• When Tom Hanks won his first Oscar for Philadelphia in 1993 the film received a total of five nominations. His second Oscar for Forrest Gump came in a film that received more than double that in nominations and awards. If Forrest Gump did nothing else it solidified Hanks's credentials as a serious actor. He would never be doing imitations of his Bosom Buddies character in films again.

    It also among other awards also won for Best Picture and Best director for Robert Zemeckis, richly deserved. The film is Huckleberry Finn like in its canny observations coming from the man who had an IQ we are told of 75. But as Forrest also tells us, "stupid is as stupid does". And Forrest with the hand of an unseen providence comes out a lot better than some of the clever people he meets in life.

    Watching the film once again it occurred to me that Mark Twain if he couldn't have written this himself would have loved the way Zemeckis handled the character of Forrest Gump. The beauty of Huckleberry Finn and the secret of its success is that Twain got into the mind of a child who recorded all the events around him, a child without too much education. What Zemeckis did was get Hanks into a child like mind who sees things with amazing clarity stripped of any veneer of pretense. Which Hanks observes in the people around him and in the events that shape America and himself from Eisenhower to Reagan.

    There are two prominent female parts in Forrest Gump. One is for Robin Wright who plays the abused child Julie as an adult. She is Forrest's love and best friend and she takes a different path of life one she chose with more deliberation than Hanks. Their fates though eventually entwined are radically different.

    The second major female role is for another two time Oscar winner Sally Field who now is playing matronly parts, a far cry from Gidget and the Flying Nun. She gives Forrest the maxims he lives by and in a crisis they turn out to be more than sound bite clichés.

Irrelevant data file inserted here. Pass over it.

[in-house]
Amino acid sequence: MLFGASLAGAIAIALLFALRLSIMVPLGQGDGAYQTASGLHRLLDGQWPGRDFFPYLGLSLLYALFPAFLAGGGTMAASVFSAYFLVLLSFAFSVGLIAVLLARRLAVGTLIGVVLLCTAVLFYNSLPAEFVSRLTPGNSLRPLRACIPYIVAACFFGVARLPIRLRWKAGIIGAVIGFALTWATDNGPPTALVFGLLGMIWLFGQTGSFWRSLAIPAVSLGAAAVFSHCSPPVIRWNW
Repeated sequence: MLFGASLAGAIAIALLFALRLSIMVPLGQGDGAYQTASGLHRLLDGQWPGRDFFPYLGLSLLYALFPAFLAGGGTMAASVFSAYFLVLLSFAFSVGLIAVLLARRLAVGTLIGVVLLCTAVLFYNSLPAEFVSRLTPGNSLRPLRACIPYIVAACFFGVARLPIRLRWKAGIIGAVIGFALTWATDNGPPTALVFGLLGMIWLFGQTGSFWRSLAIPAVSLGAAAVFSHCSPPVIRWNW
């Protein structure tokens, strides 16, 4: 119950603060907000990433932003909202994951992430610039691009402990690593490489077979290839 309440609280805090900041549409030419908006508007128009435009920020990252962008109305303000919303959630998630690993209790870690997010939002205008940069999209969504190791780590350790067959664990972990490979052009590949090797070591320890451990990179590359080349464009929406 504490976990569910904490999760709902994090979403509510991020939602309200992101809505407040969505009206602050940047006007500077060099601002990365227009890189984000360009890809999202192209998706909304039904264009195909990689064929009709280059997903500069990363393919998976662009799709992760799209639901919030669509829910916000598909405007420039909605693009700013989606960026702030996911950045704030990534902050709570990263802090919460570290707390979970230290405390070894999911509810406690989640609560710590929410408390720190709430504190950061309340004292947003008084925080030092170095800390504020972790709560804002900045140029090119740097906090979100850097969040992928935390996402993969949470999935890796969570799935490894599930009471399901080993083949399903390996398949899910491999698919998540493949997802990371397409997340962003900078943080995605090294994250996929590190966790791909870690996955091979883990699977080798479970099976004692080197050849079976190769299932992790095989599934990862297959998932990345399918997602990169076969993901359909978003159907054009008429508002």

Another award that Forrest Gump won is for Special Effects and an award it didn't win was for Gary Sinise in the role of Lieutenant Dan Taylor, Forrest's commanding officer in Vietnam. That's something that does not compute because the special effects were to show Gary Sinise as a double amputee with both legs lost in Vietnam.

    It's some amazing bit of work no doubt about it, but to honor it without Sinise whose performance really brings it off is ridiculous. Sinise is the educated one who curses the fate that happened to him, but in the end by just going with the flow he does prosper in the end. Sinise lost that year in Best Supporting Actor category to Martin Landau for Ed Wood, but I think Sinise's performance has had a more lasting impact.

    To those Americans who serve our country it certainly has. Gary Sinise has devoted a great deal of his life and earned treasure to bring entertainment to our overseas troops in Iraq, Afghanistan, wherever, becoming a successor to Bob Hope in that regard. He's gone further than that though, setting up foundations to help civilians in both countries and contributing to numerous charities dealing with war and its aftermath. Doing that in my humble opinion Gary Sinise has become one of the great Americans of our brand new millenia, a lot more than just an actor. He's forever now known as Lieutenant Dan.

    In the end though the film belongs to Tom Hanks who joined with Spencer Tracy as the only two male actors to win back to back Oscars for Best Actor. Hanks fascinates us and guides us through this film and when we're done we've seen something very special.

    If you don't believe me about how good Forrest Gump is, then watch it for a few minutes and see if you're not sucked in. Like Forrest's mama says, the film's like life which is like a box of chocolates, you never know what you'll get until you open it."